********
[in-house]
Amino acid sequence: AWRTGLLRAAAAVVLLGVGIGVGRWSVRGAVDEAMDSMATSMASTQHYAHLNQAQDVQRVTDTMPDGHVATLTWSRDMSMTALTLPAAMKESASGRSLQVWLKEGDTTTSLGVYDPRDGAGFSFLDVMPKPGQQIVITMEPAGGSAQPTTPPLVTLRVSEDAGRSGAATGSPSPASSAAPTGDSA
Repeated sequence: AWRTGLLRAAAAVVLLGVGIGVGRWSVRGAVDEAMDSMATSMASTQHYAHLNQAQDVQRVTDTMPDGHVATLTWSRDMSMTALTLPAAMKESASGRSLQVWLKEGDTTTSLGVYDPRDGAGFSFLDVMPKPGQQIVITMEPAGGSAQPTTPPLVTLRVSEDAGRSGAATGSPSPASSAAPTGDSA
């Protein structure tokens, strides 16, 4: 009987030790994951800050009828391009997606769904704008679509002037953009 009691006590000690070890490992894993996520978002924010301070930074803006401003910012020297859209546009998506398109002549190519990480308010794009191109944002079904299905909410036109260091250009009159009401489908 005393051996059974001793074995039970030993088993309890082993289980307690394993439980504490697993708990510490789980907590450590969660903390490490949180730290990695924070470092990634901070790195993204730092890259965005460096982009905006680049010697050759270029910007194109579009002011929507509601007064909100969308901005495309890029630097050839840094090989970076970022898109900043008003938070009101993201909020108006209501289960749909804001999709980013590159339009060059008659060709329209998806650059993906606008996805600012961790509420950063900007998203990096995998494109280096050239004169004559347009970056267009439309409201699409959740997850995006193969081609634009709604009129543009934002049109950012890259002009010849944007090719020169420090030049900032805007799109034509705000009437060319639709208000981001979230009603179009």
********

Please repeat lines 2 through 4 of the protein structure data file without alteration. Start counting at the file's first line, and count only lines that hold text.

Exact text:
Amino acid sequence: AWRTGLLRAAAAVVLLGVGIGVGRWSVRGAVDEAMDSMATSMASTQHYAHLNQAQDVQRVTDTMPDGHVATLTWSRDMSMTALTLPAAMKESASGRSLQVWLKEGDTTTSLGVYDPRDGAGFSFLDVMPKPGQQIVITMEPAGGSAQPTTPPLVTLRVSEDAGRSGAATGSPSPASSAAPTGDSA
Repeated sequence: AWRTGLLRAAAAVVLLGVGIGVGRWSVRGAVDEAMDSMATSMASTQHYAHLNQAQDVQRVTDTMPDGHVATLTWSRDMSMTALTLPAAMKESASGRSLQVWLKEGDTTTSLGVYDPRDGAGFSFLDVMPKPGQQIVITMEPAGGSAQPTTPPLVTLRVSEDAGRSGAATGSPSPASSAAPTGDSA
């Protein structure tokens, strides 16, 4: 009987030790994951800050009828391009997606769904704008679509002037953009 009691006590000690070890490992894993996520978002924010301070930074803006401003910012020297859209546009998506398109002549190519990480308010794009191109944002079904299905909410036109260091250009009159009401489908 005393051996059974001793074995039970030993088993309890082993289980307690394993439980504490697993708990510490789980907590450590969660903390490490949180730290990695924070470092990634901070790195993204730092890259965005460096982009905006680049010697050759270029910007194109579009002011929507509601007064909100969308901005495309890029630097050839840094090989970076970022898109900043008003938070009101993201909020108006209501289960749909804001999709980013590159339009060059008659060709329209998806650059993906606008996805600012961790509420950063900007998203990096995998494109280096050239004169004559347009970056267009439309409201699409959740997850995006193969081609634009709604009129543009934002049109950012890259002009010849944007090719020169420090030049900032805007799109034509705000009437060319639709208000981001979230009603179009």